CPP hits P467-M cash bounties for rebel leaders
More News from Inquirer Southern Luzon
LUCENA CITY—The Communist Party of the Philippines (CPP) On Wednesday strongly protested the government offer of P466.8 million bounty for the capture of 235 suspected communist rebel leaders.
In a statement, the CPP countered that the cash rewards will only lead to more corruption in the military, illegal arrests, torture and other grave human rights abuses.
“The reward system will only be used by military and police officials to pocket millions of pesos and commit grave violations of human rights,” the CPP said.
The CPP said the cash figures were contained in a joint order by the Department of Interior and Local Government and Department of National Defense which was recently released by DILG Secretary Manuel Roxas.
Leading the list of wanted rebel leaders are New People’s Army top commander Benito Tiamzon, CPP-National Finance Commission head Wilma Tiamzon, National Democratic Front-Mindanao spokesperson Jorge Madlos, and NPA Eastern Mindanao leader Leoncio Pitao.
The CPP cited the recent case of civilian security guard Rolly Panesa who was arrested together with his wife, son and daughter-in-law last October 5 in Quezon City.
Panesa was identified by his military captors as “Benjamin Mendoza”, the alleged top CPP leader in Southern Tagalog with P5 million reward for his capture.
“We can anticipate more cases of false arrests of supposed CPP leaders, especially now that they have further raised the reward money,” said the CPP.
However, the military insisted that they bagged the true rebel leader and claimed that Rolly Panesa is one of Mendoza’s aliases as confirmed by their supposed witness.
The CPP said the issuance of cash bounties against revolutionary leaders only “seeks to demonize and criminalize” the rebel leaders.
“What are peace negotiations to the Aquino regime but a meaningless decorative piece when it demonizes and criminalizes the act of waging revolution and armed resistance against the oppressive and exploitative system?”
The CPP added that the reward system violates the Joint Agreement on Safety and Immunity Guarantees (JASIG) which prohibits either party to subject to surveillance, arrest or criminal persecution personnel of either side who serve as officials, consultants or staff members in peace negotiations.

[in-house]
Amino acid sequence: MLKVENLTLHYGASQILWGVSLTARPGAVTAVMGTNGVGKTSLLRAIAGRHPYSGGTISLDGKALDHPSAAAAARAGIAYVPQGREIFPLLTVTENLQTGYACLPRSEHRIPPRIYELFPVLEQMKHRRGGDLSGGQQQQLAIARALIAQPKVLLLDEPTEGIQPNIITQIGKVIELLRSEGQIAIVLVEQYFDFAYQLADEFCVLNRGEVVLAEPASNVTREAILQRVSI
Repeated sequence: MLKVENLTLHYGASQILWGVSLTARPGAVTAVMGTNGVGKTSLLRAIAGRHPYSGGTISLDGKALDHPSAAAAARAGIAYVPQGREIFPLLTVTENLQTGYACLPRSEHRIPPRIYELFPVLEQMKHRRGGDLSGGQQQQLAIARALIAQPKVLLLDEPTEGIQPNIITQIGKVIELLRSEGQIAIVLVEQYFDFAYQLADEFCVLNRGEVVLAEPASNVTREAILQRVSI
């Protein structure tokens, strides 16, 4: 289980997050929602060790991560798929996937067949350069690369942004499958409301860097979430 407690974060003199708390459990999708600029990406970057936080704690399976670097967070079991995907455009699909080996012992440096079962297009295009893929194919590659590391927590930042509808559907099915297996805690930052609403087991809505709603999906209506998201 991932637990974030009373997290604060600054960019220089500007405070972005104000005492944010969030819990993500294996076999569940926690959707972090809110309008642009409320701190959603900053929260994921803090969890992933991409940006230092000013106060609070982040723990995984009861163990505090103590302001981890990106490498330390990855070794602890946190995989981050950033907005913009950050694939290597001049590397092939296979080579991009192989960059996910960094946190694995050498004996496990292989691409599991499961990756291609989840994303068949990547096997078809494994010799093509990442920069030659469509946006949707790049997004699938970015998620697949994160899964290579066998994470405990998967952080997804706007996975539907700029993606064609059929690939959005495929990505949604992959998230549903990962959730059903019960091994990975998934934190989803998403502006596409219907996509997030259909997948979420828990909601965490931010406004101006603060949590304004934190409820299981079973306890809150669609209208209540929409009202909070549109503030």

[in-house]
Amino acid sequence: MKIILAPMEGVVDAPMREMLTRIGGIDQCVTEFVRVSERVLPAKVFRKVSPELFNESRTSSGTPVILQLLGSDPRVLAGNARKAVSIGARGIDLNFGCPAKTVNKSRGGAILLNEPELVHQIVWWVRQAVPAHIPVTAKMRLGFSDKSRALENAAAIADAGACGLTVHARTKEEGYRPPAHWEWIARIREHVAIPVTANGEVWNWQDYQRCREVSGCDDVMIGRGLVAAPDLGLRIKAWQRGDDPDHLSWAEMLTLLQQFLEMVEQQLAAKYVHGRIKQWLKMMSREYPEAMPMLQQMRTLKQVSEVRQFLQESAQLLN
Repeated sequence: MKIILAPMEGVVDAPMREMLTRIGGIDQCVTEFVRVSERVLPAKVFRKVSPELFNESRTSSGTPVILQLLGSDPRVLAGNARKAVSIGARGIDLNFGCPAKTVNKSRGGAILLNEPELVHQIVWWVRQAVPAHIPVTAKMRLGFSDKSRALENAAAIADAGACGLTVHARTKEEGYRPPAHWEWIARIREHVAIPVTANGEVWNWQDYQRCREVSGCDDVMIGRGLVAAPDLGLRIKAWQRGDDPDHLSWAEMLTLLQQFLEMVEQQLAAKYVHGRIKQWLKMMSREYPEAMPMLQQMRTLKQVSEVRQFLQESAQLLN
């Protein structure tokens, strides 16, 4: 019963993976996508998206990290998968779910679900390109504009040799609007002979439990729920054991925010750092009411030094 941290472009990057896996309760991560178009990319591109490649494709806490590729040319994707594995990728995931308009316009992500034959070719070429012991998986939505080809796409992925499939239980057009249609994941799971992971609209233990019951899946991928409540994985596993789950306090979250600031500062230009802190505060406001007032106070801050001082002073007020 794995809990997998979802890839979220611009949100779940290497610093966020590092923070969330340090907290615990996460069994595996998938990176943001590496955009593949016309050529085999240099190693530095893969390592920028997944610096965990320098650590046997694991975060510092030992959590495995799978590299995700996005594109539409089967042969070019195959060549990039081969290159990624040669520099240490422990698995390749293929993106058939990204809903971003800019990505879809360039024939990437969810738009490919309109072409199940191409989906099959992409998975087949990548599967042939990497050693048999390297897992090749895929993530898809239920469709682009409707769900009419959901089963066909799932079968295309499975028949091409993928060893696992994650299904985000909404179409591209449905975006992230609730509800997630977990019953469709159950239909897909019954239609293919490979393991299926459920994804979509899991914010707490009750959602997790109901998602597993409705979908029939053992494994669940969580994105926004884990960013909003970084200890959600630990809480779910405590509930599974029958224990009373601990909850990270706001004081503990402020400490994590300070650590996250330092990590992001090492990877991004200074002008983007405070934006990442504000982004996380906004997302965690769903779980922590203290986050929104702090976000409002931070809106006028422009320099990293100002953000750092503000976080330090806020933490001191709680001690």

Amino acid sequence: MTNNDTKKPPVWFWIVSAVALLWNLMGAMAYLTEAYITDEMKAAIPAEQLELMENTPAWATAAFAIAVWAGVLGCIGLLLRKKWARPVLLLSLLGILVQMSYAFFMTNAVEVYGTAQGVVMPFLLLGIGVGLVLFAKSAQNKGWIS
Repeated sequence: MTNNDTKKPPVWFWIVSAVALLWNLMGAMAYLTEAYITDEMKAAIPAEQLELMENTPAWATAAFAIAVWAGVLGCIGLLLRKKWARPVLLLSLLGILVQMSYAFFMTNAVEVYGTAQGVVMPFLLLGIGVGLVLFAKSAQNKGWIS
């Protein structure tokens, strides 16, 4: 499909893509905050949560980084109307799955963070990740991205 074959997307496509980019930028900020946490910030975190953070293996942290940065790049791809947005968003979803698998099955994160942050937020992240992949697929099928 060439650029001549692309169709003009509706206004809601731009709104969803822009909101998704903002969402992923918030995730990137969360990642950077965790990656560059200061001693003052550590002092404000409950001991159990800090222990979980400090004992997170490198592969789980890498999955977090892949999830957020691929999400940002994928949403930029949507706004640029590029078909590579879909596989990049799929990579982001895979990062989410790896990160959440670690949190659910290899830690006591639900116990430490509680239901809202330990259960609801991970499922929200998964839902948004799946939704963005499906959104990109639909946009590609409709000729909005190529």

“The Aquino regime talks of peace but acts in a contrary manner, when it regards as criminals those who advocate and advance the struggle for national sovereignty, social justice, land reform and national industrialization and other fundamental demands of the Filipino people,” said the CPP.
The on and off peace talks between the government and the communist rebels have been stalled since 2004 because both parties were adamant in pushing for their respective preconditions before the start of the talks.
The government and the communist rebels have yet to return to the peace table after they first met in Oslo in February last year.
The communist negotiators insisted that the state security forces first released their jailed comrades before the start of the negotiation. The government countered that the discordant demands from the rebels impede the resumption of the peace talks.
Get Inquirer updates while on the go, add us on these apps:
Disclaimer: The comments uploaded on this site do not necessarily represent or reflect the views of management and owner of INQUIRER.net. We reserve the right to exclude comments that we deem to be inconsistent with our editorial standards.
To subscribe to the Philippine Daily Inquirer newspaper in the Philippines, call +63 2 896-6000 for Metro Manila and Metro Cebu or email your subscription request here.
Factual errors? Contact the Philippine Daily Inquirer's day desk. Believe this article violates journalistic ethics? Contact the Inquirer's Reader's Advocate. Or write The Readers' Advocate:
c/o Philippine Daily Inquirer Chino Roces Avenue corner Yague and Mascardo Streets, Makati City,Metro Manila, Philippines Or fax nos. +63 2 8974793 to 94